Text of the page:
STAVANGER, Norway ( Associated Press) — Europe’s frantic search for an alternative to Russian energy The demand and price of Norway’s oil and gas has increased dramatically.
As money pours in, Europe’s second-largest natural gas supplier is dismissing allegations of profiting from the war in Ukraine,
Polish Prime Minister Mateusz Morwiecki, who is looking to the Scandinavian country to replace some of the gas Poland is getting from Russia, said Norway’s “huge” oil and gas gains are “indirectly a victim of war.” He urged Norway to use that windfall advantage to support the hardest-hit countries, mainly Ukraine.
The comments last week touched a nerve, even as some Norwegians wonder whether they are trying to counter Russia’s war by increasing economic aid to Ukraine and helping neighboring countries end their reliance on Russian energy. are doing enough. for the power industryGenerate electricity and fuel vehicles.
Taxes on windfall profits from oil and gas companies are a common practice in Europe to help people deal with rising energy bills.Now the war has become worse. Spain and Italy both approved them, while the government of the United Kingdom plans to introduce a, Moraviki is asking Norway to go further by sending oil and profits to other countries.
Norway, one of Europe’s wealthiest countries, committed 1.09% of its national income to foreign development – one of the highest percentages worldwide – including more than $200 million in aid to Ukraine. oil and gas treasury Bulging out, some would like to see even more funding to ease the effects of the war – and not be skimmed by money for agencies that support people elsewhere.
“Norway has made dramatic cuts to most UN institutions and support for human rights projects to finance the cost of receiving Ukrainian refugees,” said Berit Lindemann, policy director of the Norwegian Helsinki Committee’s human rights group.
He helped organize a protest outside parliament in Oslo on Wednesday, criticizing government priorities and saying the Polish remarks had “some merit”.
“It looks really ugly when we know that earnings have skyrocketed this year,” Lindemann said.
oil and gas prices were already high amid the lack of energy and has become edgy because of the war. Natural gas is trading at three to four times the same period last year. International benchmark Brent crude oil burst through $100 a barrel after the attack three months ago and has rarely dropped below that since.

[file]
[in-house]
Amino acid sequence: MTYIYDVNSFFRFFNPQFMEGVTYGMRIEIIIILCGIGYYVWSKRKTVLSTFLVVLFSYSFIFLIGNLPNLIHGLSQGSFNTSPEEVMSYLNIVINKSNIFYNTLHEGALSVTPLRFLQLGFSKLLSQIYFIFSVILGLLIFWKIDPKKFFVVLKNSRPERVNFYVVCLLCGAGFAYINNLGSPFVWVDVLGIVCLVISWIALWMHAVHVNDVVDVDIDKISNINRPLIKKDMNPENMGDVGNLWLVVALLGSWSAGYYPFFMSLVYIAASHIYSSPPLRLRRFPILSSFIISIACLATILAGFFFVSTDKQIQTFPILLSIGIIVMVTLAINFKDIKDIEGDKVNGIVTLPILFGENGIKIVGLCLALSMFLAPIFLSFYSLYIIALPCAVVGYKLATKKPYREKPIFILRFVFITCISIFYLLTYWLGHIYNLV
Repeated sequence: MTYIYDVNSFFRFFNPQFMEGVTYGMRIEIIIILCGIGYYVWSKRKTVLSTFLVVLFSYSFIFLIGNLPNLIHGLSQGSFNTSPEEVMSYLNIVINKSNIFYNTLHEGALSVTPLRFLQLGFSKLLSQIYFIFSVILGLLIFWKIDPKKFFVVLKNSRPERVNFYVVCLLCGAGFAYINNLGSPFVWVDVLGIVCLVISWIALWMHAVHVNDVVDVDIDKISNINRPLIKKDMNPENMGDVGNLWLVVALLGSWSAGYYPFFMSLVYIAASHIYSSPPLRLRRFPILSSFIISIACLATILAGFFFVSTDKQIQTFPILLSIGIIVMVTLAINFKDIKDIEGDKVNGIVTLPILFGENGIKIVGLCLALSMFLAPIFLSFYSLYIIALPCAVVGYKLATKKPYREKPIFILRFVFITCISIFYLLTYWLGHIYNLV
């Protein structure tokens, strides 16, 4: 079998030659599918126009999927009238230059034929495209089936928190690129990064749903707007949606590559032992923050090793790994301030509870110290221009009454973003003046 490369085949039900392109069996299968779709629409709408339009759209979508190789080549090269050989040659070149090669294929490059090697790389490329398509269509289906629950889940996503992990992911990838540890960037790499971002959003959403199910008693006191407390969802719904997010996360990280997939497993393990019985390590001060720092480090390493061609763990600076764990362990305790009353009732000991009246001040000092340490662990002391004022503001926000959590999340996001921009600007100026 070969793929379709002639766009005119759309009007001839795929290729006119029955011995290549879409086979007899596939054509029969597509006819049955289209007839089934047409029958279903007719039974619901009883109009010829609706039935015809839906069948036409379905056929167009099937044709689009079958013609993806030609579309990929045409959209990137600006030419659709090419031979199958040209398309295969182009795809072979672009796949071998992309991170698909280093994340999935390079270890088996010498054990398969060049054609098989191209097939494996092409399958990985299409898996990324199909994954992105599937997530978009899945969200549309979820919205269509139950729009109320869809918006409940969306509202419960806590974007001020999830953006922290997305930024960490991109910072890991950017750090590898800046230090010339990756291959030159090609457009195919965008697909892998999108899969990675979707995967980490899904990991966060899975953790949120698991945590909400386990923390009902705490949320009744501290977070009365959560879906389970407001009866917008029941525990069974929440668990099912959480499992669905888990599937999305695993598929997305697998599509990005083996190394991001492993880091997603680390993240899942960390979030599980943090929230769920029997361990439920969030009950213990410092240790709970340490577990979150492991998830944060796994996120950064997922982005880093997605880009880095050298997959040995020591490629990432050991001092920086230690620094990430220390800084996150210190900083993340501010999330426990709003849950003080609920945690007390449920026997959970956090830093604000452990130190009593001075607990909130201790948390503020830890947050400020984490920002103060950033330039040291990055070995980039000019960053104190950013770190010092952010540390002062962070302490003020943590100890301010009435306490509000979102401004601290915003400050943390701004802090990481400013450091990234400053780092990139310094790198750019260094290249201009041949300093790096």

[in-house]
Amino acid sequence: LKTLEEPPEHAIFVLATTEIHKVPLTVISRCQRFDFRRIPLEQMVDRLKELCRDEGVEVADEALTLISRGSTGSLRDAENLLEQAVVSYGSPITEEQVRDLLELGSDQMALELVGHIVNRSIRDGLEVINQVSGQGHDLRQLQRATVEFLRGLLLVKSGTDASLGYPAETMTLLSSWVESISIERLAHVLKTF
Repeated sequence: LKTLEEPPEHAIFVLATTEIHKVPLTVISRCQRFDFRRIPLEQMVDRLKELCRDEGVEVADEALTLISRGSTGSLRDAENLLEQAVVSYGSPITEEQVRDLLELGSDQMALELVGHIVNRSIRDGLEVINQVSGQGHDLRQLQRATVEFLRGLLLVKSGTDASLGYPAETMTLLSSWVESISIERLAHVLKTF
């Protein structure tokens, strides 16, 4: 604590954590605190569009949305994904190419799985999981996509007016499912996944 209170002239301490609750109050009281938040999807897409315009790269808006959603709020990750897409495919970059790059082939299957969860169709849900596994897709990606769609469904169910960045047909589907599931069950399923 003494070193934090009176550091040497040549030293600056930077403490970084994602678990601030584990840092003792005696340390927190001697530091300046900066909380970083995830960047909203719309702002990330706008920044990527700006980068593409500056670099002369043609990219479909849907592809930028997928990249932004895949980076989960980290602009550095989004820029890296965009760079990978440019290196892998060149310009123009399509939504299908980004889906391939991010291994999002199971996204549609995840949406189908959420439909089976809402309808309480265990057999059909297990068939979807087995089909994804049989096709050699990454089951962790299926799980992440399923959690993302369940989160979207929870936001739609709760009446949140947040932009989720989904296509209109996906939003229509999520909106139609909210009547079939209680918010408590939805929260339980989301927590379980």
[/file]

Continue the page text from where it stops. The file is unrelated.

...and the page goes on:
Norwegian energy giant Equinor, which is state-owned, posted earnings four times higher in the first quarter than in the same period last year.
The bounty led the government to revise its forecast for revenue from petroleum activities this year to 933 billion Norwegian kroner ($97 billion) – more than three times that earned in 2021. The vast bulk will be funneled into Norway’s massive sovereign wealth fund – the world’s largest – to support the country when oil dries up. The government is not contemplating to divert it elsewhere.
Norway has “provided substantial support to Ukraine since the first week of the war, and we are preparing to do more,” Secretary of State Evind Vad Petersen said by email.
He said the country had sent financial aid, weapons and more than 2 billion kronor in humanitarian aid “independent of oil and gas prices”.
Meanwhile, European countries are scrambling to diversify their supplies away from Russia to help prop up Norwegian energy prices., He has been accused of helping the war by continuing to pay for Russian fossil fuels.
That energy dependence “provided a tool to intimidate Russia and use it against us, and this is now clearly demonstrated.”NATO Secretary General Jens Stoltenberg, former Prime Minister of Norway, said at the World Economic Forum meeting in Davos, Switzerland.
Russia withholds natural gas to FinlandPoland and Bulgaria to refuse demand to pay in rubles,
EU of 27 countries aims to reduce dependence on Russian natural gas up to two-thirds by the end of the year Through conservation, renewable development and alternative supply.
Europe is pleading with Norway, along with countries like Qatar and Algeria, to help make up for the deficiency. Norway distributes 20% to 25% of Europe’s natural gas, compared to 40% of Russia’s before the war.
It is important for Norway to be “a stable, long-term provider of oil and gas to European markets”, said Deputy Energy Minister Amund Vik. But companies are selling in volatile energy marketsand “with high oil and gas prices” As seen since last fall, companies have produced daily which can produce maximum in their area,” he said.
Nevertheless, Oslo has answered the European call for more gas this year by granting permits to operators to produce more gas. Tax incentives mean companies are investing in new offshore projectsWith a new pipeline to Poland Opening this fall.
“We are doing everything we can to become a reliable supplier of gas and energy to Europe in difficult times. It was a tight market last fall and there is even more pressure now,” said Equinor spokesperson Ola Morten Anstedt. .
The situation is a far cry from June 2020, when prices crashed in the wake of the COVID-19 pandemic and Norway’s previous government issued tax incentives to oil companies to increase investment and protect jobs.
Incentives due to expire at the end of the year, along with higher energy prices, have prompted companies in Norway to issue several development plans. for new oil and gas projects,
Yet those projects will not produce oil and gas until the end of this decade or even further into the future, when the political situation may be different and many European countries are hoping to shift most of their energy use to renewable energy. .,
Until then, Norway may be facing the more familiar criticism – that it is contributing to climate change.
Associated Press reporter Monica Sislowska in Warsaw, Poland contributed.